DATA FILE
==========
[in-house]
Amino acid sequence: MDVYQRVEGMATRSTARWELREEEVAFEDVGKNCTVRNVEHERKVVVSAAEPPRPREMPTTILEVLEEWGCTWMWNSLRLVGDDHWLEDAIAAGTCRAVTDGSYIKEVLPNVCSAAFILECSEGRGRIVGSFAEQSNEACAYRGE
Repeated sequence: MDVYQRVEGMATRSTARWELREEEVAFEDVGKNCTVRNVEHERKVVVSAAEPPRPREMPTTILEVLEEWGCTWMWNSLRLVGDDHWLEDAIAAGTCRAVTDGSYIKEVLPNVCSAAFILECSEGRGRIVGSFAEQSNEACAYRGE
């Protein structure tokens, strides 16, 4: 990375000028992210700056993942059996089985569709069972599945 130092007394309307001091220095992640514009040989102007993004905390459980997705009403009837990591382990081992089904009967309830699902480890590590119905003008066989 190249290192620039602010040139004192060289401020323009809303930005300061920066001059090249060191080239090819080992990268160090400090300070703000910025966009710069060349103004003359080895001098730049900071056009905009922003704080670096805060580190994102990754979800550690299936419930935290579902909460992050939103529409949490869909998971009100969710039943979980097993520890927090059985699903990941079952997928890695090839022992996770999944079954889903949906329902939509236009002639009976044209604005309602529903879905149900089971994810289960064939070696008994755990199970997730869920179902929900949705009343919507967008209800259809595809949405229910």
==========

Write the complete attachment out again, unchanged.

[in-house]
Amino acid sequence: MDVYQRVEGMATRSTARWELREEEVAFEDVGKNCTVRNVEHERKVVVSAAEPPRPREMPTTILEVLEEWGCTWMWNSLRLVGDDHWLEDAIAAGTCRAVTDGSYIKEVLPNVCSAAFILECSEGRGRIVGSFAEQSNEACAYRGE
Repeated sequence: MDVYQRVEGMATRSTARWELREEEVAFEDVGKNCTVRNVEHERKVVVSAAEPPRPREMPTTILEVLEEWGCTWMWNSLRLVGDDHWLEDAIAAGTCRAVTDGSYIKEVLPNVCSAAFILECSEGRGRIVGSFAEQSNEACAYRGE
């Protein structure tokens, strides 16, 4: 990375000028992210700056993942059996089985569709069972599945 130092007394309307001091220095992640514009040989102007993004905390459980997705009403009837990591382990081992089904009967309830699902480890590590119905003008066989 190249290192620039602010040139004192060289401020323009809303930005300061920066001059090249060191080239090819080992990268160090400090300070703000910025966009710069060349103004003359080895001098730049900071056009905009922003704080670096805060580190994102990754979800550690299936419930935290579902909460992050939103529409949490869909998971009100969710039943979980097993520890927090059985699903990941079952997928890695090839022992996770999944079954889903949906329902939509236009002639009976044209604005309602529903879905149900089971994810289960064939070696008994755990199970997730869920179902929900949705009343919507967008209800259809595809949405229910």